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New York - Superstorm Sandy Battered The Poor Hardest, Studies Show

Published on: March 6, 2013 09:25 PM
By: Reuters
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Aerial photo ot damage in Brick from Sandy (Tim Larson, Governor’s Office)Aerial photo ot damage in Brick from Sandy (Tim Larson, Governor’s Office)

New York - Superstorm Sandy punished low-income people in New York and New Jersey, especially renters who are now at risk of being unable to find new homes, according to a pair of studies released on Wednesday said.

Forty-three percent of the 518,000 households in New York and New Jersey asking for federal aid after Superstorm Sandy reported annual incomes of less than $30,000, according to the study from the affordable housing financing firm Enterprise Community Partners.


Of those making claims to the Federal Emergency Management Agency (FEMA) as of mid-February, 68 percent of renters and 24 percent of homeowners were low-income, the Enterprise study said.

Low-income renters were vulnerable to being left without affordable housing, according to another study from the Furman Center at New York University.

Sandy crashed ashore with a record sea surge on October 29, damaging or destroying hundreds of thousands of homes and commercial buildings, mostly in low-lying coastal areas of New York and New Jersey.

U.S. lawmakers approved a $50 billion federal aid package aimed at helping homeowners, businesses, states and cities. A full picture of the economic damage is still unfolding.

Floodwaters from the storm damaged 402 public housing buildings with more than 35,000 units in New York City, the Furman Center study found. That amounts to “more public housing units than the entire stock of any other public housing authority in the country” except Puerto Rico, it said.

The split of FEMA claims between New York and New Jersey residents was roughly equal. The number of homeowners with uninsured damage was 60 percent higher in New York, the Enterprise study said.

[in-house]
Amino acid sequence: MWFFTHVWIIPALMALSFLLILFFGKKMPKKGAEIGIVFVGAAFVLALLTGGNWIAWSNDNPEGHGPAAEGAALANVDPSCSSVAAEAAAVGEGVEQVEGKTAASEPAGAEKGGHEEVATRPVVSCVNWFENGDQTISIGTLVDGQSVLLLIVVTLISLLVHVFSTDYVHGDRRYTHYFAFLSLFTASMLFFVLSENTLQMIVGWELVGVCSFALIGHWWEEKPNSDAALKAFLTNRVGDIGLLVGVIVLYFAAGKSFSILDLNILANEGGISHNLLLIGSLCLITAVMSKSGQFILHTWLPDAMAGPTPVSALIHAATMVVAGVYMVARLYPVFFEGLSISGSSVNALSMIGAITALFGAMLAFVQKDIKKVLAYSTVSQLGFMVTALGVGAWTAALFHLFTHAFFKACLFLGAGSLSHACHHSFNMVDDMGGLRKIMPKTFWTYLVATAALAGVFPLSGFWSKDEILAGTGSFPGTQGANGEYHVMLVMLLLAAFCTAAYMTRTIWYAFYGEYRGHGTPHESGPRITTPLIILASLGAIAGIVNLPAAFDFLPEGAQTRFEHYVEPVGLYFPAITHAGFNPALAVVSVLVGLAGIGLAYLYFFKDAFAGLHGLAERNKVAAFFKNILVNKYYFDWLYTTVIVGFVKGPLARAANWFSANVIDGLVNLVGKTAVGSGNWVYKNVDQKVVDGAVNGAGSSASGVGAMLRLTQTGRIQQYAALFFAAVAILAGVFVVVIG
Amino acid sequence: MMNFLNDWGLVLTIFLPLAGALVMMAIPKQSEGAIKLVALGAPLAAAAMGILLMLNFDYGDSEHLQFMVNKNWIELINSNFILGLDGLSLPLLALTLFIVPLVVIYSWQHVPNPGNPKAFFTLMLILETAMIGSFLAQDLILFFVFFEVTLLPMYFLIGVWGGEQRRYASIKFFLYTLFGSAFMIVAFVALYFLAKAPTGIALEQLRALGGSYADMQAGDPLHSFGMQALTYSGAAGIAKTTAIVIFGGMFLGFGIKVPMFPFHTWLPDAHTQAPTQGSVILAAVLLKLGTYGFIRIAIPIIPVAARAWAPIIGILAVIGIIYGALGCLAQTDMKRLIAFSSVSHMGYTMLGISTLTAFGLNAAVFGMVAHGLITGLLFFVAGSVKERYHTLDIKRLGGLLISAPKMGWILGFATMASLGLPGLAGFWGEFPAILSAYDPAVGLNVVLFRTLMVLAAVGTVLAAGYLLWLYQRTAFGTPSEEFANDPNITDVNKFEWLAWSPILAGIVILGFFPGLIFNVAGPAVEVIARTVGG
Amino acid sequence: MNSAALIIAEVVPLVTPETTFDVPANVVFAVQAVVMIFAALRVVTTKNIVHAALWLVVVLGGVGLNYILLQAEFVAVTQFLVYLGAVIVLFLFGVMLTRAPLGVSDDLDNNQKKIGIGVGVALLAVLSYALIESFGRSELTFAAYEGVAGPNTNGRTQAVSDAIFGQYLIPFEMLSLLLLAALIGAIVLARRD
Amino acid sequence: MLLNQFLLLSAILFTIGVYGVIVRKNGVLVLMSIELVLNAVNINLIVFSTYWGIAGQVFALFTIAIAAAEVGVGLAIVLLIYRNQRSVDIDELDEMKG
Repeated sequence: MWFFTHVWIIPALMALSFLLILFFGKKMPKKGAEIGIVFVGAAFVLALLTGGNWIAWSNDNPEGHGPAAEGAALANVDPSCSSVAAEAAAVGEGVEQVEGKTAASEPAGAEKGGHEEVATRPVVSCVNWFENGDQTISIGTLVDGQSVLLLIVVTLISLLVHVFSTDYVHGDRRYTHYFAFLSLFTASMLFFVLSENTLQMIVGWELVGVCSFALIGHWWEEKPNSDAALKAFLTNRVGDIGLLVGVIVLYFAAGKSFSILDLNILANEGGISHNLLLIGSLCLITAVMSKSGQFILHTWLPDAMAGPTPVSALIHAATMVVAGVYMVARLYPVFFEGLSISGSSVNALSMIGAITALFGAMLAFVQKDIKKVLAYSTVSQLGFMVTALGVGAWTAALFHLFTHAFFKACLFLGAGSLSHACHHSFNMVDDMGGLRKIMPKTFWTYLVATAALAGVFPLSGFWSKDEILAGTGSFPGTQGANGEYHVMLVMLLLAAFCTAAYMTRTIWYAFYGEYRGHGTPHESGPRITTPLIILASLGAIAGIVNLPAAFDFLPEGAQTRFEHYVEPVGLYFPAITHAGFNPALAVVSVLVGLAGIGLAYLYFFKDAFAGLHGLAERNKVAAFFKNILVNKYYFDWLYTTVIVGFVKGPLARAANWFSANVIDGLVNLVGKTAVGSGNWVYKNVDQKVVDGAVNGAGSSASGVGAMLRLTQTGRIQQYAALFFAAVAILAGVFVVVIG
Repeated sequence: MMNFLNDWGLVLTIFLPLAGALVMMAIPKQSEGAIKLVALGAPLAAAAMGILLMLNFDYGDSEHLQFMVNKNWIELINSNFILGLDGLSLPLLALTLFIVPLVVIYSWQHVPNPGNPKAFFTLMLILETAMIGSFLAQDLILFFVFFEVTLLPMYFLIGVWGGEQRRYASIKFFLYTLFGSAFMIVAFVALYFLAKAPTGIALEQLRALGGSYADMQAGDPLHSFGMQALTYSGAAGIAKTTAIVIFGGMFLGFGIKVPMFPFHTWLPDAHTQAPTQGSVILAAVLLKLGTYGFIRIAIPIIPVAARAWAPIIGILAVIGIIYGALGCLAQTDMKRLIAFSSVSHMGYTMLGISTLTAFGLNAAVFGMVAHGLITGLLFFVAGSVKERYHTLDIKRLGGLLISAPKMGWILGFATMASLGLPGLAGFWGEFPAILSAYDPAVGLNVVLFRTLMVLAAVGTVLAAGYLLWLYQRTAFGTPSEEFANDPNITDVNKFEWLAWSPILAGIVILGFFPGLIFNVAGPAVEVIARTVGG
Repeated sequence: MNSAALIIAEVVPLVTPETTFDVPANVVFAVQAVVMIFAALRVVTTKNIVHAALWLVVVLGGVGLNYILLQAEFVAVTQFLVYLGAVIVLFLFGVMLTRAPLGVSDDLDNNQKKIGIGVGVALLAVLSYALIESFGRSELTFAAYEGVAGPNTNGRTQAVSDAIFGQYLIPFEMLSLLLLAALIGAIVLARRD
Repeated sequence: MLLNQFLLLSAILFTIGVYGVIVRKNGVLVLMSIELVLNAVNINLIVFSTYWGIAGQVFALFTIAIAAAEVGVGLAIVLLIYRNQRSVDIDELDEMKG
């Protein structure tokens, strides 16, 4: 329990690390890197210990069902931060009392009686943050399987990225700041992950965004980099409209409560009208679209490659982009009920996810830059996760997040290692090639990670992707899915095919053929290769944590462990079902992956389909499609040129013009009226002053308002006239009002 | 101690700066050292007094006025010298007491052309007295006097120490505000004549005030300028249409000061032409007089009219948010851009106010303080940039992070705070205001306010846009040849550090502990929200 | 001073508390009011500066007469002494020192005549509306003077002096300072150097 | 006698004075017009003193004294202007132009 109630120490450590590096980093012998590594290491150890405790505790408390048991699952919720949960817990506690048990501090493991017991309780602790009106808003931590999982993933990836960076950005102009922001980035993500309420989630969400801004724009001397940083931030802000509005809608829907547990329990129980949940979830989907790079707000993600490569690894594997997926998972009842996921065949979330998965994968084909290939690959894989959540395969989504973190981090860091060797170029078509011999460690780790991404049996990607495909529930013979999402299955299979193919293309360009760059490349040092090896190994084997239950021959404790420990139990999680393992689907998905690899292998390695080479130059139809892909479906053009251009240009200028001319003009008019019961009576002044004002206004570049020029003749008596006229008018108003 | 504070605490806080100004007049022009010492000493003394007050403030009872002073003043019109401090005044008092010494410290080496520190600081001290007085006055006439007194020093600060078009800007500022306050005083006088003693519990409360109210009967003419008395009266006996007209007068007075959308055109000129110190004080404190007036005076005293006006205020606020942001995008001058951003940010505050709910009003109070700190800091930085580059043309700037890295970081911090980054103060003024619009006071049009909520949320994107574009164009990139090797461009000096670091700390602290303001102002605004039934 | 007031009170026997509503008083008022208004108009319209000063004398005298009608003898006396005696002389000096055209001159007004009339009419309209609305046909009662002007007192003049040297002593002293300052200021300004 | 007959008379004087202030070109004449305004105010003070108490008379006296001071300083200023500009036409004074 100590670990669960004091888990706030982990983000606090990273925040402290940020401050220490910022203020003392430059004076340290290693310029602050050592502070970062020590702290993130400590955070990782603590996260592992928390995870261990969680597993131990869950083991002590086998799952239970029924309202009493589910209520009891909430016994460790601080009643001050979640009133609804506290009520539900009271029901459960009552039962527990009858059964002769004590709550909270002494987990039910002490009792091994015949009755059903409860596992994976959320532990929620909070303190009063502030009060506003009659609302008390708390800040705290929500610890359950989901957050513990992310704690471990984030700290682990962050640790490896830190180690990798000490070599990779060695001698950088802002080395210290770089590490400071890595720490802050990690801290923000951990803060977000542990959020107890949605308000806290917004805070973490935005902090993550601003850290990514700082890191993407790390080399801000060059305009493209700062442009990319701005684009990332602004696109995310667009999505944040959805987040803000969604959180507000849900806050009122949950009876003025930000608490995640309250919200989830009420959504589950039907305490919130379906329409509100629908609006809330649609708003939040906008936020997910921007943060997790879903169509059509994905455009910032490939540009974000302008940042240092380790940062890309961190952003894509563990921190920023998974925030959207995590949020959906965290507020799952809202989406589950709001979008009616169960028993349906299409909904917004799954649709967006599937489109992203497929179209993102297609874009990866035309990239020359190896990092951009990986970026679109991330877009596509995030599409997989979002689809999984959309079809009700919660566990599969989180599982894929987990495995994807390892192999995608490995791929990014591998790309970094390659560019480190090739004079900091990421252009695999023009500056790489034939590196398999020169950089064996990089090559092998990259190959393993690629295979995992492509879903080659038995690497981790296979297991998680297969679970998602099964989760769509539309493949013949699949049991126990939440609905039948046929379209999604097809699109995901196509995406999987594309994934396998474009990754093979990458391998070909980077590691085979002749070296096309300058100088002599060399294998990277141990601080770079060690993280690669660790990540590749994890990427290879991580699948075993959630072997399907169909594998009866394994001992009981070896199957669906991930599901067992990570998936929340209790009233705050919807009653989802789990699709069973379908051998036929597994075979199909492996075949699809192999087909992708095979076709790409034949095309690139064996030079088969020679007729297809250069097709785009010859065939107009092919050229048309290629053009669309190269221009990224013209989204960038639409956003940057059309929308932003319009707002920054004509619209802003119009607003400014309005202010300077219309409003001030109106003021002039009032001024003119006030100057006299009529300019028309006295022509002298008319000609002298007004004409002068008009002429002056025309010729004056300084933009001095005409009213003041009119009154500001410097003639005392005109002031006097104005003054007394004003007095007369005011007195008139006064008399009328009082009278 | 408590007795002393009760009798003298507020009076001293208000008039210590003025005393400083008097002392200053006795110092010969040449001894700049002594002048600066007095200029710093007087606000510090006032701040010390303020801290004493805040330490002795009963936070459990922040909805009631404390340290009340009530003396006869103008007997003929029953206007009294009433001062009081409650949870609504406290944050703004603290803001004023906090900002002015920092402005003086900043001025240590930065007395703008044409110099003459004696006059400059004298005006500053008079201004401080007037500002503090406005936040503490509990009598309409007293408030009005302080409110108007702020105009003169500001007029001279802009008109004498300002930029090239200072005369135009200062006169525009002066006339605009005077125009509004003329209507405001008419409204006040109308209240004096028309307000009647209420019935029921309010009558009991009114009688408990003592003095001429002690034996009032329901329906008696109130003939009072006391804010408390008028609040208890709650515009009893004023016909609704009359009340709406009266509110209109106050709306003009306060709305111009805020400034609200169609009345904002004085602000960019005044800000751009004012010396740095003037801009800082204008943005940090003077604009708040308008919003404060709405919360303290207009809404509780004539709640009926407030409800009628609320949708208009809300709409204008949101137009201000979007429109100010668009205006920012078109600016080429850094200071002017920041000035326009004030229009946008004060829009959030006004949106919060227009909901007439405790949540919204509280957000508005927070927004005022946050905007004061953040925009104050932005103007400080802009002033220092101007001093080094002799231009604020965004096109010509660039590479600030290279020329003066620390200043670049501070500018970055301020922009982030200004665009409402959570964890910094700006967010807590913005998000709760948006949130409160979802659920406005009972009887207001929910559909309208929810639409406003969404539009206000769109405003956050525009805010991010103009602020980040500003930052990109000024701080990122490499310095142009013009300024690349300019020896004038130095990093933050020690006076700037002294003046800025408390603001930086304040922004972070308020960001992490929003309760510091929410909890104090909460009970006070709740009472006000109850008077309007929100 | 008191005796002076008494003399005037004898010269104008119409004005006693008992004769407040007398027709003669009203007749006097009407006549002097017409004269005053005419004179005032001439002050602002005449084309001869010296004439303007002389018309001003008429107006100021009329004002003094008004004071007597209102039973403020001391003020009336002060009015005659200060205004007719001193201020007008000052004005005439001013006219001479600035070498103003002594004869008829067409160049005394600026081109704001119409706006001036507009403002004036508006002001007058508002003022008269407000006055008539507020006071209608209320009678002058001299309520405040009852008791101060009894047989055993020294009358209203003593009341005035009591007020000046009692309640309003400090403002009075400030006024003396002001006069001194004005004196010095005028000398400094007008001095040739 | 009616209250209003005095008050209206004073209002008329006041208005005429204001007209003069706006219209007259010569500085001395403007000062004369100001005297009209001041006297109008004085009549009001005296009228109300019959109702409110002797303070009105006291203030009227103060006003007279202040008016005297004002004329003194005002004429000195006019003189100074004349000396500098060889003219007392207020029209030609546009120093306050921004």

About a fifth of all FEMA claims were filed by households making more than $90,000 a year, Enterprise found.



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Read Comments (3)  —  Post Yours »


 Mar 07, 2013 at 12:40 PM ShmuelG Says:

One of the concepts that are appear simple to the rest of us but never fail to confound dumb liberals (I know, it's redundant): that the difference between the well to do and the poor is that the well to do have more money, which enables them to acquire better things, such as better homes, and to be better equipped to deal with difficulties. Every time a liberal, who as we already mentioned, is nearly inevitably dumb, discovers the evidence of this simple concept, he is surprised and tells everybody who would listen, usually another dumb liberal, that he just uncovered some shameful truth.

You know, paying for the chasuna with 400 invited guests is difficult for me, but I know a very good man here in Baltimore who made bigger chasuna last year with ease. Where do I report that?


 Mar 07, 2013 at 01:25 PM Anonymous Says:

It sure did, all the Shuls in the poor neighborhood of Brighton Beach were badly damaged from Sandy, and also from poor planning by the Shuls themselves.


 Mar 08, 2013 at 01:01 AM HaveSomeSeichel Says:

This article is so dumb.
20% (1/5) of claims were by the "rich"- 90,000+ a year. They lived in the nice neighborhoods and coastal regions (beach homes and the like). They have nice views and maybe beach access.
Poor people will live in poor areas. These places are low-cost because there is some issue with the area/location. For instance- near a "slight" (highways, industrial areas) or because they may be harder-hit when a natural disaster strikes. Governmental housing will be in these poor areas because it costs too much to place them all in Manhattan penthouses! The government cannot buy homes for the poor in Beverly Hills. They buy them in not-so nice areas like near "downtown" LA.
Why should the government help pay for apartments and homes for people in areas the average person can't afford??? Should the unemployed (some by choice) live better than someone who has 2 jobs and is just trying to make ends meet?


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